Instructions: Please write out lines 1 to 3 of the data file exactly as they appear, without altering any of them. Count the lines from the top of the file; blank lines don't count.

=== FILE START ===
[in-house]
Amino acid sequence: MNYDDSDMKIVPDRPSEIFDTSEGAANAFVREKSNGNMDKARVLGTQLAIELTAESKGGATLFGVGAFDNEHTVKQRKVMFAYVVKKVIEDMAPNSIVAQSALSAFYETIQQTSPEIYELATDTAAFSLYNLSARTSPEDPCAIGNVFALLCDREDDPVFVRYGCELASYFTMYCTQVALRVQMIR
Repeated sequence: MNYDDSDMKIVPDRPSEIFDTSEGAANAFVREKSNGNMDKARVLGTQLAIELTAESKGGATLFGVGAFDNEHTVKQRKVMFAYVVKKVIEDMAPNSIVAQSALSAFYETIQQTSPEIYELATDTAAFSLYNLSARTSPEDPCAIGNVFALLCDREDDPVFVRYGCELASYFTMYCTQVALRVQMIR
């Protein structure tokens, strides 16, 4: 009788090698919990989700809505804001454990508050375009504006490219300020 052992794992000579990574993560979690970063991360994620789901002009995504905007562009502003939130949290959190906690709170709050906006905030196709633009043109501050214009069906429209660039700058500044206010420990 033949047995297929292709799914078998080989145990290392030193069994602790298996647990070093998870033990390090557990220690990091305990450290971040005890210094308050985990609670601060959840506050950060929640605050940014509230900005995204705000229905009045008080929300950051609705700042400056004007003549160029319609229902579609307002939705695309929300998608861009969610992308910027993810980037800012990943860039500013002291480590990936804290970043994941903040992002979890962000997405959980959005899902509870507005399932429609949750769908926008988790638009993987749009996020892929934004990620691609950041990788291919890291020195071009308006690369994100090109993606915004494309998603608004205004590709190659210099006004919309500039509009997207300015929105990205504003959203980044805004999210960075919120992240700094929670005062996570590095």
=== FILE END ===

[in-house]
Amino acid sequence: MNYDDSDMKIVPDRPSEIFDTSEGAANAFVREKSNGNMDKARVLGTQLAIELTAESKGGATLFGVGAFDNEHTVKQRKVMFAYVVKKVIEDMAPNSIVAQSALSAFYETIQQTSPEIYELATDTAAFSLYNLSARTSPEDPCAIGNVFALLCDREDDPVFVRYGCELASYFTMYCTQVALRVQMIR
Repeated sequence: MNYDDSDMKIVPDRPSEIFDTSEGAANAFVREKSNGNMDKARVLGTQLAIELTAESKGGATLFGVGAFDNEHTVKQRKVMFAYVVKKVIEDMAPNSIVAQSALSAFYETIQQTSPEIYELATDTAAFSLYNLSARTSPEDPCAIGNVFALLCDREDDPVFVRYGCELASYFTMYCTQVALRVQMIR